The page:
ADF won the case 9-0.

There is a bit more about the woman who brought the case against the pro-abortion Democrats in this post.

It says:

The young married couple slide quickly out of their car and onto the busy sidewalk, eyes fixed on the dark glass doors of the huge Planned Parenthood abortion center. Half a block long and three stories high, its imposing facade looms over the busy stream of students milling up and down the mile-long stretch of Commonwealth Avenue near Boston University.

Suddenly, a small figure nudges into the couple’s tunneled vision, moving to engage them.

“Good morning,” she says, arms wide and inviting, in the cheerful tones of someone who actually believes that it is. “I’m Eleanor. How can I help you this morning?’

They quickly brush past her and into the building. Minutes later, the husband comes back out to put money in the meter.  The small woman is still there, still beaming. “Can I help you?”

“You can’t help me,” he says, pulling change from his pocket. To her fine-tuned ear, he sounds as though he’s trying to convince himself, more than her.

“Well, okay. But I just want to ask you—do you know when the baby’s heart starts beating?”

He sighs, but he answers. “Three months.”

“No … not three months. Twenty-one days. Do you know when the brain waves begin to form?”

Fishing for another quarter, he flashes her an expression that mingles surprise, annoyance, and curiosity in about equal measure. “Six months,” he guesses.

“Ten weeks,” she tells him. Their eyes meet.

“Really?”

“Yes.”

He turns back toward the building—then, almost in spite of himself, asks her a question … something about the baby’s DNA. In a moment, they’re deep in conversation. Too deep, to the woman’s mind. She is counting precious minutes, even as her genuine smile and tone warm and envelop the stranger. She fixes him with a clear, sober expression.

“You have to go in there and get her.”

He looks at her for a moment. “All right,” he says at last. “I will.” He runs for the door. Ten minutes later, he’s back, tears in his eyes.

“She’s already in the back. I can’t get to her. They won’t let me speak to her.” He’s visibly upset. “I can’t believe I brought her here.”

A thought seizes her: “Do you have a cell phone? Call her. Tell her there’s help out here and to stop this.”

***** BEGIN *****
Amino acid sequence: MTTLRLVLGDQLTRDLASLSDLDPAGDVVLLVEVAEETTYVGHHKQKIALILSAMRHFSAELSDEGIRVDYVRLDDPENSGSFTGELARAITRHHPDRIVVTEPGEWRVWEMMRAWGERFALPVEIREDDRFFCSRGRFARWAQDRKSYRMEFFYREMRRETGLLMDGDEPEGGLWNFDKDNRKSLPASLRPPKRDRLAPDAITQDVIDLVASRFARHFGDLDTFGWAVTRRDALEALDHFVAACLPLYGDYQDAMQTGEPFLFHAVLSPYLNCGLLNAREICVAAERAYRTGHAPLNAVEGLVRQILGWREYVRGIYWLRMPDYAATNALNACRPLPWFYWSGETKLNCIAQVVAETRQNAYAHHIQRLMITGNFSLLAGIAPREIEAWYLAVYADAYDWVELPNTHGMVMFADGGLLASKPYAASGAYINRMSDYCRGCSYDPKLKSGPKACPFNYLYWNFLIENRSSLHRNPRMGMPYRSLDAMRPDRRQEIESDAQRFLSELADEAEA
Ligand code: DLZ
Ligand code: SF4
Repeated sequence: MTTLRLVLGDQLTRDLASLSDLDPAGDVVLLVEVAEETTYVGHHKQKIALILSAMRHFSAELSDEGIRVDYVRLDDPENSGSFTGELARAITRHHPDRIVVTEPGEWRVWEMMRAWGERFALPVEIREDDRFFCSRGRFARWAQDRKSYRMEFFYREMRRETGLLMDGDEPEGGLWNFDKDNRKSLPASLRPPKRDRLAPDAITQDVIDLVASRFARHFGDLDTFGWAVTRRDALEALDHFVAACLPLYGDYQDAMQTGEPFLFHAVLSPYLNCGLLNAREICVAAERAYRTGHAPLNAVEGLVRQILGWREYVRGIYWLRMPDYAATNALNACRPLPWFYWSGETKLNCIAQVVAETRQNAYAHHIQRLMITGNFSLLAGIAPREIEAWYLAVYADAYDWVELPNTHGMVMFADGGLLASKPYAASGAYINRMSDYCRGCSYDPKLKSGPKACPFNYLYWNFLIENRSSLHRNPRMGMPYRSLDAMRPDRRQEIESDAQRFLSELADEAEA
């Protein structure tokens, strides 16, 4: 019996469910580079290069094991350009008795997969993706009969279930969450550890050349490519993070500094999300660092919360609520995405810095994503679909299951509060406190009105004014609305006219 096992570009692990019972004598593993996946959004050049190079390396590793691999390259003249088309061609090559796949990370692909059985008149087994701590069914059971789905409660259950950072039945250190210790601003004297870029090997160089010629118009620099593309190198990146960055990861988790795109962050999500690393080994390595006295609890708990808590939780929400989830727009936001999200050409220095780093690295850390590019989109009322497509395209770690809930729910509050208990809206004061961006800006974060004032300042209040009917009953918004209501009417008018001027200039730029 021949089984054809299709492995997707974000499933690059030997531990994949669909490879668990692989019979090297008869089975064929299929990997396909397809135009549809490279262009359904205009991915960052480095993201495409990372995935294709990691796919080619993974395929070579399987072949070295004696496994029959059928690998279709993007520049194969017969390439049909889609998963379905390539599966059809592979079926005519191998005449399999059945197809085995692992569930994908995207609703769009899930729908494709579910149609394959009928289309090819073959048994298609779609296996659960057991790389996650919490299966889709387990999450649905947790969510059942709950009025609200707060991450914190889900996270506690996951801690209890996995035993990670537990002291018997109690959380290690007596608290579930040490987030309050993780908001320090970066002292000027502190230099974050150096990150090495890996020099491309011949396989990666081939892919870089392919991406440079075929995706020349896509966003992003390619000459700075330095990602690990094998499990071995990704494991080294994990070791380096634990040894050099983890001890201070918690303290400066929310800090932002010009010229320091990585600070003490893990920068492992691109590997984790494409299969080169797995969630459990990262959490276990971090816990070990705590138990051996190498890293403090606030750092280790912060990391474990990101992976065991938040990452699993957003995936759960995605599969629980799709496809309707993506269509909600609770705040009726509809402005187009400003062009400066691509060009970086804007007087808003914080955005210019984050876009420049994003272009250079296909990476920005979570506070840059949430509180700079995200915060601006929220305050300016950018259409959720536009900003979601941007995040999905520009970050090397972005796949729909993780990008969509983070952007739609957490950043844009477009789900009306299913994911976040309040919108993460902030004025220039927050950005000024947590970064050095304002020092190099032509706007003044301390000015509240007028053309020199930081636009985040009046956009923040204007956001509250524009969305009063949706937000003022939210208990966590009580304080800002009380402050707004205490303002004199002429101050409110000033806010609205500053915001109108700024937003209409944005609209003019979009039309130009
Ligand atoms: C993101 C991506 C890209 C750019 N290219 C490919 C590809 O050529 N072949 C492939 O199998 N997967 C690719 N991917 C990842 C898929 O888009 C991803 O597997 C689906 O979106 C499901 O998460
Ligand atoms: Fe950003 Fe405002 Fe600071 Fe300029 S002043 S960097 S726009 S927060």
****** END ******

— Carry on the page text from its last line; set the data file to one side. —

Incredibly, Planned Parenthood staff members have brought the woman into the procedure room with her cell phone. She answers his call. “You have to come out!” he cries, pleading.

“And she did,” Eleanor says, with a smile that could light up the whole Boston skyline. “I have their little boy’s picture. It’s on my refrigerator.”

There are a lot of pictures on Eleanor McCullen’s refrigerator. All of them children who owe their lives, in large measure, to this 78-year-old woman’s willingness to stand on a Boston curbside five hours a day, two days a week—rain, shine, snow, or sleet—for the last 14 years.

She’s got the facts, and she’s not afraid to use them.

So, if this sounds like something you would be interested in, then listen to the interview with Eleanor, download the ADF guide about legal issues for sidewalk counselors, and then get started saving lives.

Mike Licona lectures on historical methods and the New Testament

Here’s a quick overview of Michael Licona’s latest book on the resurrection, entitled “The Resurrection of Jesus“.

60 minutes of lecture, 20 minutes of Q&A.

Summary:

  • Dr. Licona’s background and education
  • The definition of history and philosophy of history
  • Postmodern approaches to history
  • Historical bedrock: facts that are historically demonstrable
  • Historical criterion 1: Explanatory scope
  • Historical criterion 2: Explanatory power
  • Historical criterion 3: Plausibility
  • Historical criterion 4: Ad Hoc / Speculation / non-evidenced assumptions
  • Inference to the best explanation
  • Investigating miracle claims: is it possible? How?
  • Objection of James D.G. Dunn
  • Objection of Bart Ehrman
  • New Testament sources: Gospels and Paul’s letters
  • The Gnostic gospels: are they good sources?
  • The minimal facts
  • The hallucination hypothesis
  • The best explanation

While watching this lecture, it struck what good preparation it was for understanding debates. This lecture is more about historical methods, but if you’re interested in Mike’s minimal facts case for the resurrection, here’s a video on that:

This is the case he uses in his debates with Richard Carrier, Dale Allison, Bart Ehrman, etc.

Mike Licona’s ministry is here: Risen Jesus.

If you are looking for a good book to read on the resurrection of Jesus, the best introductory book on the resurrection is “The Case for the Resurrection of Jesus” and the best comprehensive book is “The Resurrection of Jesus“.